Belarus might host strategic nuclear weapons, says Lukashenko
Russian strategic nuclear weapons might be deployed in Belarus along with part of Russia’s tactical nuclear arsenal, Belarusian President Alexander Lukashenko has said.
Russian President Vladimir Putin announced last week that his country intended to deploy tactical, comparatively short-range and small-yield nuclear weapons in neighbouring Belarus.
The strategic nuclear weapons such as missile-borne warheads that Lukashenko mentioned during his state-of-the-nation address would pose an even greater threat, if Moscow moved them to the territory of its ally.
Both Lukashenko and Putin have alleged that Western powers want to ruin Russia and Belarus.
“Putin and I will decide and introduce here, if necessary, strategic weapons, and they must understand this, the scoundrels abroad, who today are trying to blow us up from inside and outside,” the Belarusian leader in an hours-long televised address to the nation. “We will stop at nothing to protect our countries, our state and their peoples.”
He added that he does not fear the possibility of new Western sanctions against Belarus, having earlier claimed Minsk was forced into the move because of “unprecedented” Western pressure and insisted the deployment did not violate international agreements.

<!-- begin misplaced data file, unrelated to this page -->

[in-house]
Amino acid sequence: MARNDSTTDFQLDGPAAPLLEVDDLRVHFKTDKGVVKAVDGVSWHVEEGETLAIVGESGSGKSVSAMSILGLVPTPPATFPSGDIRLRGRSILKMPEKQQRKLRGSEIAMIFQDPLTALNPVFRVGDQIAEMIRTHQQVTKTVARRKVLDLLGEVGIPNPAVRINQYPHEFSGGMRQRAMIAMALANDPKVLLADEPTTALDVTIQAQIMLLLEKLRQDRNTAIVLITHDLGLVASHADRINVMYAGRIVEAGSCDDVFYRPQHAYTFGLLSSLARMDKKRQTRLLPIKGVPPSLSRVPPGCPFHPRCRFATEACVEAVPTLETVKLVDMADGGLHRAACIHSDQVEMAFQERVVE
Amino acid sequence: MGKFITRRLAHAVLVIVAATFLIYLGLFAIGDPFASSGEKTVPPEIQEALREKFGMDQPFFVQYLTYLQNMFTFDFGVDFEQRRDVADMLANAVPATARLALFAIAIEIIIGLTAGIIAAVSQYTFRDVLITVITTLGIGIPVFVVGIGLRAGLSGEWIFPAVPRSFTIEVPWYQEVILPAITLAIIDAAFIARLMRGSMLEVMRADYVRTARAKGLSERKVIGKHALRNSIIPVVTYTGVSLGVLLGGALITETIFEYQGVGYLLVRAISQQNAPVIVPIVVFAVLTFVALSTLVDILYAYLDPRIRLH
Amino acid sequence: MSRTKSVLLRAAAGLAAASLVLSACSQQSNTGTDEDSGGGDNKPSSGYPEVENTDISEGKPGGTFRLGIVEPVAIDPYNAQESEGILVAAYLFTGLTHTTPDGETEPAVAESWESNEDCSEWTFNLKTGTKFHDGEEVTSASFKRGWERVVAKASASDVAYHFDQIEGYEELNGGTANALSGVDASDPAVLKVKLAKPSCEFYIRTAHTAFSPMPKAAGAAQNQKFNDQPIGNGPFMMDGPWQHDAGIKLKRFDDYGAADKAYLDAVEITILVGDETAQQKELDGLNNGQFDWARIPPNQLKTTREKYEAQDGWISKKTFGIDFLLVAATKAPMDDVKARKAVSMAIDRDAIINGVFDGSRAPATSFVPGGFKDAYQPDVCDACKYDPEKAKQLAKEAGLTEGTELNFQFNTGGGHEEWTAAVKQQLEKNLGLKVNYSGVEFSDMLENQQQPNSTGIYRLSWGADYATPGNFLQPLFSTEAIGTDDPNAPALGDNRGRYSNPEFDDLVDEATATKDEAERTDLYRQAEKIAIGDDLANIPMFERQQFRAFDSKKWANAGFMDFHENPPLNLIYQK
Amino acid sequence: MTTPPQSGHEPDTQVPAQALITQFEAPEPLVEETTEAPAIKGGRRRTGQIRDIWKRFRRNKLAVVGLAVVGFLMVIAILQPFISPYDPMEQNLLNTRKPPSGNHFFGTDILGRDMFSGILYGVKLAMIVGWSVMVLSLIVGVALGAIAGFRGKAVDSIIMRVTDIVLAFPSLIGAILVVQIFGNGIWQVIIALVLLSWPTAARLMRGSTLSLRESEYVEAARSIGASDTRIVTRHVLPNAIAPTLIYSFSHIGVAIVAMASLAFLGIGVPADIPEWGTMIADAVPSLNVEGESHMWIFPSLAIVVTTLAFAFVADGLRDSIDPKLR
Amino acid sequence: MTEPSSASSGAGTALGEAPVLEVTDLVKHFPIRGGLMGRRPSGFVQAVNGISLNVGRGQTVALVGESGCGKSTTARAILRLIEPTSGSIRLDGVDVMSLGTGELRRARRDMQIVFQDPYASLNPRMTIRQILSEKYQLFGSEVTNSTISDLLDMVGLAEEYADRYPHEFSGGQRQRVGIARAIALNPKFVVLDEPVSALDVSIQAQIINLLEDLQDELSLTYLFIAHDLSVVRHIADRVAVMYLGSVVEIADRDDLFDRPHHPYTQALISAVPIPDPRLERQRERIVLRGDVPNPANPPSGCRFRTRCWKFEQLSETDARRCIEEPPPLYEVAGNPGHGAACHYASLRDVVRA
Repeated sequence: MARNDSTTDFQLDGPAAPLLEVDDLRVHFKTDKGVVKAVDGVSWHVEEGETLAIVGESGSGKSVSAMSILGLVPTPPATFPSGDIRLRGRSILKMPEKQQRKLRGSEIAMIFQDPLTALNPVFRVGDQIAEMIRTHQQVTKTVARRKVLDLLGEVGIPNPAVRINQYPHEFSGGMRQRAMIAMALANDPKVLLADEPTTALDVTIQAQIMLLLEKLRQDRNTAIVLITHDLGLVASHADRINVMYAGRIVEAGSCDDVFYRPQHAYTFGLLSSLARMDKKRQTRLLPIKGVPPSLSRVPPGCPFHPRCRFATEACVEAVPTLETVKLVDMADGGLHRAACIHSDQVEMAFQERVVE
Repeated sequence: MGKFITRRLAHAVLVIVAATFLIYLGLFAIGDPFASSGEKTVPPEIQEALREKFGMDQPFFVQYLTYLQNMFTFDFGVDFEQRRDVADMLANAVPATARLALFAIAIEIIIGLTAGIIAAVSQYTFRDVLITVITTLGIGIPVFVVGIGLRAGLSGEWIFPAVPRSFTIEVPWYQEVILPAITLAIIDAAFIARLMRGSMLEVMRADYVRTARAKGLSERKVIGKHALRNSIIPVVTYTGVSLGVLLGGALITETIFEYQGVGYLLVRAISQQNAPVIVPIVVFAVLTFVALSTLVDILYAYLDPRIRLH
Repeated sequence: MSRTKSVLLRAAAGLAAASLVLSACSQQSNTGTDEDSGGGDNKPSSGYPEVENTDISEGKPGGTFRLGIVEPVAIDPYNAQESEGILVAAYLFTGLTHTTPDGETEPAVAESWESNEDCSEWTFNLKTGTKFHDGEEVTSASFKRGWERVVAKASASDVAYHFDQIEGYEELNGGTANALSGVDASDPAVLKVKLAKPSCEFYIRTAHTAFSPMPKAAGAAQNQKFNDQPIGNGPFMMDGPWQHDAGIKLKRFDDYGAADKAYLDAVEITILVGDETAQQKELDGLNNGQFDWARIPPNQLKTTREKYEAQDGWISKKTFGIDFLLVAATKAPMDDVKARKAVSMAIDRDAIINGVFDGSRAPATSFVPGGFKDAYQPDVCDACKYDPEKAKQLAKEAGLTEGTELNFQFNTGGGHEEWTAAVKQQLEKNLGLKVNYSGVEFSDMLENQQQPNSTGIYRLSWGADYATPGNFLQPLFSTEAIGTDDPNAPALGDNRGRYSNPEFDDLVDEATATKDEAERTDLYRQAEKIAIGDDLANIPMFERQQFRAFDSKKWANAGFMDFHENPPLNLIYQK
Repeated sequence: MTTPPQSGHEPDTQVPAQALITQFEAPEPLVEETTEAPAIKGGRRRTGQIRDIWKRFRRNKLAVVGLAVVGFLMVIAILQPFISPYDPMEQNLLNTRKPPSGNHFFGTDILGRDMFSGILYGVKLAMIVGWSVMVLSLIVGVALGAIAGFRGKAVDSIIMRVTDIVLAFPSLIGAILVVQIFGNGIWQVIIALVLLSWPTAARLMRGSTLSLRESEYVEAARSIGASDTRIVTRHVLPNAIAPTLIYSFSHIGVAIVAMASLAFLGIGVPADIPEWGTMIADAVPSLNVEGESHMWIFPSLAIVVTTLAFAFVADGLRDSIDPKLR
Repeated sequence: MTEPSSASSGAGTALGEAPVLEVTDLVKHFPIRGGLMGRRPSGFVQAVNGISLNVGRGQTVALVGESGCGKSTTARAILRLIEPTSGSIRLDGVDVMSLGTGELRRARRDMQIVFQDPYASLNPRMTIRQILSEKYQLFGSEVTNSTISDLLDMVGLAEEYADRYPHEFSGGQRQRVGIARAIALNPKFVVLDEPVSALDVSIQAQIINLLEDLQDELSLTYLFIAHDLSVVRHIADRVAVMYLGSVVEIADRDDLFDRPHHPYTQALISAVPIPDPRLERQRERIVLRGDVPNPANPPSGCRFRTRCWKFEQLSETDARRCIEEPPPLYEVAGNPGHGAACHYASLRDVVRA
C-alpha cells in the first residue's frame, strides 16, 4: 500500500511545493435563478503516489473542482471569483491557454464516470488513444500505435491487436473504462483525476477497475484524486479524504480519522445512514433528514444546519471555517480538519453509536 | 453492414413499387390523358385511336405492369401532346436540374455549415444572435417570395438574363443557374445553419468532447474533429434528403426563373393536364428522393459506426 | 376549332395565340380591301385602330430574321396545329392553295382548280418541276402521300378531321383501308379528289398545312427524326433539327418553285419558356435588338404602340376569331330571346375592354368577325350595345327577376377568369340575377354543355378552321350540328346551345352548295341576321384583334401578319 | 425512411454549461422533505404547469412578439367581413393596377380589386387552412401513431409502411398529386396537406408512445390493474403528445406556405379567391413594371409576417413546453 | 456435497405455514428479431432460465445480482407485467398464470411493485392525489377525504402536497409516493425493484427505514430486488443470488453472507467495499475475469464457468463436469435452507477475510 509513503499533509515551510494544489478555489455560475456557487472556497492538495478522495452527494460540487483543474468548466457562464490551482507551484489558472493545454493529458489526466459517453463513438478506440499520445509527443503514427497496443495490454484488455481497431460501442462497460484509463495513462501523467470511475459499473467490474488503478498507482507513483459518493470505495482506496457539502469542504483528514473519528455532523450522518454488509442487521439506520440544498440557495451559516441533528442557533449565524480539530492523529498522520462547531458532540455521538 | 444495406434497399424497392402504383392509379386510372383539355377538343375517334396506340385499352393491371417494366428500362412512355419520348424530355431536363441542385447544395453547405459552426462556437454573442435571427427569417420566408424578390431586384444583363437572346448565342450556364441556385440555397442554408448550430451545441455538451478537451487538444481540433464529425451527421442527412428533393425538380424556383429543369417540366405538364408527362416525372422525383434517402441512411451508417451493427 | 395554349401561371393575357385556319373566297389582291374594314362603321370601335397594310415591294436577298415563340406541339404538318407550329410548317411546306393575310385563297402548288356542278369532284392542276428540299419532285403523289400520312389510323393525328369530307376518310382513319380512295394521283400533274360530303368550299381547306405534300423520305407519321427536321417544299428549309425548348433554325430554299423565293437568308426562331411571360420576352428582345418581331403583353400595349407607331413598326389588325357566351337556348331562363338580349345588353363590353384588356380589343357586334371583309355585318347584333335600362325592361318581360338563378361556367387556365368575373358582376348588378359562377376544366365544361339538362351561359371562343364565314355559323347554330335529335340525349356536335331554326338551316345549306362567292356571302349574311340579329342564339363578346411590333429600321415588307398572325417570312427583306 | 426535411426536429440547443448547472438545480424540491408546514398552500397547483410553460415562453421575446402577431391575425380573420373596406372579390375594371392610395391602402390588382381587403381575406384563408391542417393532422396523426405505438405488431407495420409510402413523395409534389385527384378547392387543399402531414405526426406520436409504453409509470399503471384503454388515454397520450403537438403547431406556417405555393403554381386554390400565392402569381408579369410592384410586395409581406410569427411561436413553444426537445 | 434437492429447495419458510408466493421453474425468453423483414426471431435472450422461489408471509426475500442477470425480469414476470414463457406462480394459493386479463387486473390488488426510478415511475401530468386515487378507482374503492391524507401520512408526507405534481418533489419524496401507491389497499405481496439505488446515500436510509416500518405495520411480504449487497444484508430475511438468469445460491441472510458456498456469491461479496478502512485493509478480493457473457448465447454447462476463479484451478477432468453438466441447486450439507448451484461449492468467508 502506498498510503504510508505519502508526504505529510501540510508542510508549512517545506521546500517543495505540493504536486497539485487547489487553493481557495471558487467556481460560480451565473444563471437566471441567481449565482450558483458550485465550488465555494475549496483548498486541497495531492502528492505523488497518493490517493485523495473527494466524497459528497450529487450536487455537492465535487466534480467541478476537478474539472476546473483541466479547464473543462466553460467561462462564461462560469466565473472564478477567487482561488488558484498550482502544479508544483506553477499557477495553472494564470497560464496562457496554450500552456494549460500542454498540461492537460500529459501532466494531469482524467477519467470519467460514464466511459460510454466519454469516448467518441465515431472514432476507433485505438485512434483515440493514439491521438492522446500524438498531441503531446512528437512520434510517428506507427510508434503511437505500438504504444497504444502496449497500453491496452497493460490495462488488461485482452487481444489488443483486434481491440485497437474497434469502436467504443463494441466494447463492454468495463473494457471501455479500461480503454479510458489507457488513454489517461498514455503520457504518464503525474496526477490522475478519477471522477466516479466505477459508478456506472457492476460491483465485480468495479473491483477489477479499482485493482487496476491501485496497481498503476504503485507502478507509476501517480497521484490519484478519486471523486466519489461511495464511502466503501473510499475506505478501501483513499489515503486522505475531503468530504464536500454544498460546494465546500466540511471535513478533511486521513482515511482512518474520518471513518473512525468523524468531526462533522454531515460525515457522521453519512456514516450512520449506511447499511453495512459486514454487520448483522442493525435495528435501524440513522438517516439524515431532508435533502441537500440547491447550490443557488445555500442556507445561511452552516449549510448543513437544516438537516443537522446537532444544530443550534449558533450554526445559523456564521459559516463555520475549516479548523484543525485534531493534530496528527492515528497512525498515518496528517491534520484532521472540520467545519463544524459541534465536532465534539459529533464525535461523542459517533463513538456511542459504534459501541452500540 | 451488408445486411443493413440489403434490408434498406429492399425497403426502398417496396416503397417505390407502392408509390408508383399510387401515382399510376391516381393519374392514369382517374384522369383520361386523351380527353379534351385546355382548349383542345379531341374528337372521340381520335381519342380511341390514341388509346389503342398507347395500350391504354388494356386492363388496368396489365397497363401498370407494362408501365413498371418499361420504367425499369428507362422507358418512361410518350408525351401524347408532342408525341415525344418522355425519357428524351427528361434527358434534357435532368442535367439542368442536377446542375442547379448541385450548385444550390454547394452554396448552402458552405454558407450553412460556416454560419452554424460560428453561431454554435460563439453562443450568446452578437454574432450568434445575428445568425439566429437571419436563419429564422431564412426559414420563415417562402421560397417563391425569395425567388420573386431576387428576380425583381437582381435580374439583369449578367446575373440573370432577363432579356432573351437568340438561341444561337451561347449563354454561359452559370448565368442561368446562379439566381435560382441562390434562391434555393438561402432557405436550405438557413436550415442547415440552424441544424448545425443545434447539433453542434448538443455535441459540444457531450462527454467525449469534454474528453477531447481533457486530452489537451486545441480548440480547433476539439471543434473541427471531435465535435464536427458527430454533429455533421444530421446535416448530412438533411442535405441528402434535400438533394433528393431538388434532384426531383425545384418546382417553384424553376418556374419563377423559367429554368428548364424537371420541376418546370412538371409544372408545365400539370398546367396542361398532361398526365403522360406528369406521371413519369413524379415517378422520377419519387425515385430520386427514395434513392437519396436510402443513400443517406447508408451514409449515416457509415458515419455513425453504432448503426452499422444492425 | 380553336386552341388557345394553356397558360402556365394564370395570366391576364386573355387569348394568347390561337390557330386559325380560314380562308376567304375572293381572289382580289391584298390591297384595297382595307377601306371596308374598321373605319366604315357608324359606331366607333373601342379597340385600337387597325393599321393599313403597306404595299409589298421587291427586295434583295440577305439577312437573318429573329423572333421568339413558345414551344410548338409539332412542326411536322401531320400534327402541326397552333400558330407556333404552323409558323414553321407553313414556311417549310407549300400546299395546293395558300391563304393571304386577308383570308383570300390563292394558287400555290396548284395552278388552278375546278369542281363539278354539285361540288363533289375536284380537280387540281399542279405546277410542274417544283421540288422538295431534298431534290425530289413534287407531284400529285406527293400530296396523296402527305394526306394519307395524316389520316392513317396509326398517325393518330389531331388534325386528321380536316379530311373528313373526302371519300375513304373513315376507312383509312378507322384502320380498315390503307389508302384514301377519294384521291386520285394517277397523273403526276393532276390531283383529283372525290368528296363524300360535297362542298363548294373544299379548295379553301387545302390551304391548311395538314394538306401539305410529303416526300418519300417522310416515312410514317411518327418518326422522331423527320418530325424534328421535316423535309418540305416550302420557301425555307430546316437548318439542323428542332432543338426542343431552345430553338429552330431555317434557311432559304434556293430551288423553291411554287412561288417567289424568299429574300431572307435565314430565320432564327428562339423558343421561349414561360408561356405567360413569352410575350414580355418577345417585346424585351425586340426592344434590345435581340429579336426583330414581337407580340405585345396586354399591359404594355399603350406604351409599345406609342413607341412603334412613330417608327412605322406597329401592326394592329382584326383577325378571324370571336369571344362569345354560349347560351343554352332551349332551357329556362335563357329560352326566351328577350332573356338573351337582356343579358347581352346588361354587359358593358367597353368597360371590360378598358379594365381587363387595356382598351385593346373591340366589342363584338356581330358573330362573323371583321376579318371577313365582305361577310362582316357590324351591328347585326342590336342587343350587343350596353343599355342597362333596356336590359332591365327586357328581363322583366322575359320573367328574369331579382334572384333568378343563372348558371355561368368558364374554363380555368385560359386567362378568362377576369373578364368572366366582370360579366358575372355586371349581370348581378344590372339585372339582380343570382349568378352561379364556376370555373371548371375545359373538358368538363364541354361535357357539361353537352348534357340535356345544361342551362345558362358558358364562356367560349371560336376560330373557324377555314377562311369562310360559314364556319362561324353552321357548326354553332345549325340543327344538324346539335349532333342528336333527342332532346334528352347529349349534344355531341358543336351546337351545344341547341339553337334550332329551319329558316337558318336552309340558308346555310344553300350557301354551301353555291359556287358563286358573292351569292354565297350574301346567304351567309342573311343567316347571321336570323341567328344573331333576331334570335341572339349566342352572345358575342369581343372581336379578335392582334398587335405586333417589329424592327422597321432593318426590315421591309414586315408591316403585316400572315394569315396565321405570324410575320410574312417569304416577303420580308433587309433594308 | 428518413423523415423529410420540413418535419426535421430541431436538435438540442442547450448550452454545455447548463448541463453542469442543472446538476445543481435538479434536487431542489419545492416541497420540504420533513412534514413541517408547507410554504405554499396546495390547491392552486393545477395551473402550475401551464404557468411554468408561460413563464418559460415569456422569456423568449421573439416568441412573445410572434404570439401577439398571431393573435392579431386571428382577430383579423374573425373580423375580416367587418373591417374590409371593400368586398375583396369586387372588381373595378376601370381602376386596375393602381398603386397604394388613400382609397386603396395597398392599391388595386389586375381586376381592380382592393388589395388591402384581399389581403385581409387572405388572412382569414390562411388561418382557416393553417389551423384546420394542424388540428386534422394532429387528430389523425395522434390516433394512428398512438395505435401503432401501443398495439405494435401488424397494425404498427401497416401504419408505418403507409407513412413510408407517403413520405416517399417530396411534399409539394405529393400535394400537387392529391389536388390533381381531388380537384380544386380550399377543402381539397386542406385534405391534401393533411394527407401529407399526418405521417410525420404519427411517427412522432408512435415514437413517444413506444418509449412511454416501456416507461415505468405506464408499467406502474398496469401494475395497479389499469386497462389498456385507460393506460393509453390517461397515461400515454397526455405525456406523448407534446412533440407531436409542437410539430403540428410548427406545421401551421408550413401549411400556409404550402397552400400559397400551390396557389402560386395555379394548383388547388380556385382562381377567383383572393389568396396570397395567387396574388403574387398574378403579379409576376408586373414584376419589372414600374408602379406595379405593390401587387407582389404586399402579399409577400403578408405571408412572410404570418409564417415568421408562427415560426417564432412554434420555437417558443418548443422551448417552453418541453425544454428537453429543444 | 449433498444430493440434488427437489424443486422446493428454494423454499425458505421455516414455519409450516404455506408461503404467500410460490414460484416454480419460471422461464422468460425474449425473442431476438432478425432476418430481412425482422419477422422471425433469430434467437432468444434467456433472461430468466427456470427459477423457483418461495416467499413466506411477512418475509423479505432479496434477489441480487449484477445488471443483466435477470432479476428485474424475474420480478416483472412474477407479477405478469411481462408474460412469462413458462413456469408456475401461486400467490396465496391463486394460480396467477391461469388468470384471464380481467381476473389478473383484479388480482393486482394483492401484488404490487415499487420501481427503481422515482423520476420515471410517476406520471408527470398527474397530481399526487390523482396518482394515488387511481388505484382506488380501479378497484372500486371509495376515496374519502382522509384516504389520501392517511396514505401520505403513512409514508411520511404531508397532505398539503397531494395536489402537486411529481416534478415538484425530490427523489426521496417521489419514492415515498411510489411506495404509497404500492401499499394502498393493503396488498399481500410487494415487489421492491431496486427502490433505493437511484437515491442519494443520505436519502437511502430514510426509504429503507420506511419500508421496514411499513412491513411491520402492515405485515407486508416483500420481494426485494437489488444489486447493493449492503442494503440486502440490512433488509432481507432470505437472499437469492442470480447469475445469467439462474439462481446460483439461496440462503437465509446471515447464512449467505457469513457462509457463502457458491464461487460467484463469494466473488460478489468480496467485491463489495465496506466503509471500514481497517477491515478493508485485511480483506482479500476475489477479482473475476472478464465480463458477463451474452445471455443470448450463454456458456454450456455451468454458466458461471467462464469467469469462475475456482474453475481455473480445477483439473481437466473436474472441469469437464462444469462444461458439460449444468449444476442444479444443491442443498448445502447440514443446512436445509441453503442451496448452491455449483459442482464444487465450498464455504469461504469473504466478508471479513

Call for truce
Lukashenko said Minsk was prepared to defend its sovereignty through any means necessary, including nuclear weapons.
The Belarusian president claimed that Western support for Kyiv increased the likelihood of a nuclear war breaking out in Ukraine and that Belarusian special forces were at the country’s southern border with Ukraine “to prevent provocations”.
Even so, he called for a “truce” in Ukraine and for talks “without preconditions” between Moscow and Kyiv.
“We must stop now before an escalation begins. I’ll take the risk of suggesting an end of hostilities … a declaration of a truce,” he said.
“All territorial, reconstruction, security and other issues can and should be settled at the negotiation table, without preconditions,” added Lukashenko, who has been in power since 1994.
“As a result of the efforts of the United States and its satellites, a full-scale war has been unleashed in [Ukraine] … a third world war with nuclear fires looms on the horizon,” he said.
But the Kremlin played down Lukashenko’s call for peace on Friday, with spokesman Dmitry Peskov saying, “Nothing is changing in the context of Ukraine … The special military operation is continuing, since this is the only way to achieve the goals that our country has today.”
Belarus allowed Russian forces to use its territory as a launchpad for Moscow’s offensive, but Lukashenko has so far refused to send troops over the border.